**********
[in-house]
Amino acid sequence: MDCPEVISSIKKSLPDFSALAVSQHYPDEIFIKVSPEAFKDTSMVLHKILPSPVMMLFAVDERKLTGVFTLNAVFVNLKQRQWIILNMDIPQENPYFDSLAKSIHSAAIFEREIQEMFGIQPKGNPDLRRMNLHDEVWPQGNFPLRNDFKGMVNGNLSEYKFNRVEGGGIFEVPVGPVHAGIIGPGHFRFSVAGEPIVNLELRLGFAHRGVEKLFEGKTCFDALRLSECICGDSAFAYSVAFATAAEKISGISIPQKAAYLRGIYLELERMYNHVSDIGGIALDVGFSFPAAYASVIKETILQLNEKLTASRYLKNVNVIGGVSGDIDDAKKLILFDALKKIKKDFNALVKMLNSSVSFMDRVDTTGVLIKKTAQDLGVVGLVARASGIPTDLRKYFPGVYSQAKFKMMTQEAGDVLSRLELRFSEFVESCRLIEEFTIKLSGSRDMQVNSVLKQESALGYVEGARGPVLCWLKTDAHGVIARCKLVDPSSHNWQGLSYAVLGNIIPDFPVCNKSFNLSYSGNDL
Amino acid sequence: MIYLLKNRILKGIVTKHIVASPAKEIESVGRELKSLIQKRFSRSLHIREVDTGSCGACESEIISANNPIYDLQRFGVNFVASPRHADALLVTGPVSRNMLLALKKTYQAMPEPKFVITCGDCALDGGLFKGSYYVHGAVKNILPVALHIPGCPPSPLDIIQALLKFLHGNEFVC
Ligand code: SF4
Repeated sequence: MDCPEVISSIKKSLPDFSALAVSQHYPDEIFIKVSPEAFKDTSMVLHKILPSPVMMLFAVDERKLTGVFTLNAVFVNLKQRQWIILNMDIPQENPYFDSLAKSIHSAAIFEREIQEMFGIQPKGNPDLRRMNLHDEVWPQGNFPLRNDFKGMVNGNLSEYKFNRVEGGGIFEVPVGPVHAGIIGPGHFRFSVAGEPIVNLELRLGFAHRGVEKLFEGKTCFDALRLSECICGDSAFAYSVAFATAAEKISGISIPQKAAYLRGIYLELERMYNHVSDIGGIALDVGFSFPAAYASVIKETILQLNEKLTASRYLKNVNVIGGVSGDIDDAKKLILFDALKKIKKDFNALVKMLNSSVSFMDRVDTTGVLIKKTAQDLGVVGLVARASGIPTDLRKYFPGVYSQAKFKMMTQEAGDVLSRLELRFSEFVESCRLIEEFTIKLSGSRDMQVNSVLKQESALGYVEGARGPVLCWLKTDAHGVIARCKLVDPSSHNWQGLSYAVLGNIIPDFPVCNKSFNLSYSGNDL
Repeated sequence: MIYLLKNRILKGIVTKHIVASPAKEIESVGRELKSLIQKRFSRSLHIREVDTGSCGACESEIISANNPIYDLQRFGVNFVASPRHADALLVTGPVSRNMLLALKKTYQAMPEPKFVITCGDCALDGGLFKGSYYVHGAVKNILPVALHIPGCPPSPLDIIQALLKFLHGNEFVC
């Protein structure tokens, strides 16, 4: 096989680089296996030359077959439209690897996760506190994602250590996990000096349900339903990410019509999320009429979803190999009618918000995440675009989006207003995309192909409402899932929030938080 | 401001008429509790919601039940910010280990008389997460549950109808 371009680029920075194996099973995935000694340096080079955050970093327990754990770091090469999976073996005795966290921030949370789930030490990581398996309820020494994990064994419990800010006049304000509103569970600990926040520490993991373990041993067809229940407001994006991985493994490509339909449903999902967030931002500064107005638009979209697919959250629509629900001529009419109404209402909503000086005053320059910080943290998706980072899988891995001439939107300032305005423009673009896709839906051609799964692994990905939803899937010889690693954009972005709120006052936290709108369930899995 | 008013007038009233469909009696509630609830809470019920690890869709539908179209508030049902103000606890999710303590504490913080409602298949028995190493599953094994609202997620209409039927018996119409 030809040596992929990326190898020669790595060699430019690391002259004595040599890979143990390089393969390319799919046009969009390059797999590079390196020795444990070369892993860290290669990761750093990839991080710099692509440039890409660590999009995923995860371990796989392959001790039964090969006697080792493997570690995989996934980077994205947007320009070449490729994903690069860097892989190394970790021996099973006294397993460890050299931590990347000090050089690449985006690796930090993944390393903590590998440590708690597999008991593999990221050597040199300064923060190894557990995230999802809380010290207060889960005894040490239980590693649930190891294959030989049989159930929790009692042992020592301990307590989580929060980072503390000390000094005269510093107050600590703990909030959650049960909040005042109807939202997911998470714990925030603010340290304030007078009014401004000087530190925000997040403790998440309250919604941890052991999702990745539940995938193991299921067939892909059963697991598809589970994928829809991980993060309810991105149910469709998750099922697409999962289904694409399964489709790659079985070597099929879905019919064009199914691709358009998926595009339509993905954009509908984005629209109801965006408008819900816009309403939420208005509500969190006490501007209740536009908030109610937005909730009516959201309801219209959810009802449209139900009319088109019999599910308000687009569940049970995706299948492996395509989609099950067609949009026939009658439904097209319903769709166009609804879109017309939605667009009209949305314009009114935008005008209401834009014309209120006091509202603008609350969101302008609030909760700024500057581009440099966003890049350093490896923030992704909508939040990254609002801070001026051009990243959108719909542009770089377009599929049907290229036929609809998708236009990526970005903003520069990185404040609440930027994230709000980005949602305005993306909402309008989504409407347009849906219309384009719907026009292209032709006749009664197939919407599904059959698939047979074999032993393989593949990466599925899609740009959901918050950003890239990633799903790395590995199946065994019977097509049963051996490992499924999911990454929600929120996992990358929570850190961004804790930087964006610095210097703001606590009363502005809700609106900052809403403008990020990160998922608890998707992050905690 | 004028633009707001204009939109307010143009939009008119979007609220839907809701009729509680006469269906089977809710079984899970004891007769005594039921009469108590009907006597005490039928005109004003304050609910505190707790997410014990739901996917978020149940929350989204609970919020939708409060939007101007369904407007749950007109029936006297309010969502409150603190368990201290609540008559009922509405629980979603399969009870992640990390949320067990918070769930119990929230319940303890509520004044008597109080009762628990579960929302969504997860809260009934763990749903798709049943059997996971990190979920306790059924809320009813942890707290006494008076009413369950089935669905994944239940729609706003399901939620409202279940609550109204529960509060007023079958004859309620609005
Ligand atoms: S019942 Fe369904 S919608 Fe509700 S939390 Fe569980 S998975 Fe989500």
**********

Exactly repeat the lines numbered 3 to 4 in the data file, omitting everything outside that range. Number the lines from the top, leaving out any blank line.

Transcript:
Amino acid sequence: MIYLLKNRILKGIVTKHIVASPAKEIESVGRELKSLIQKRFSRSLHIREVDTGSCGACESEIISANNPIYDLQRFGVNFVASPRHADALLVTGPVSRNMLLALKKTYQAMPEPKFVITCGDCALDGGLFKGSYYVHGAVKNILPVALHIPGCPPSPLDIIQALLKFLHGNEFVC
Ligand code: SF4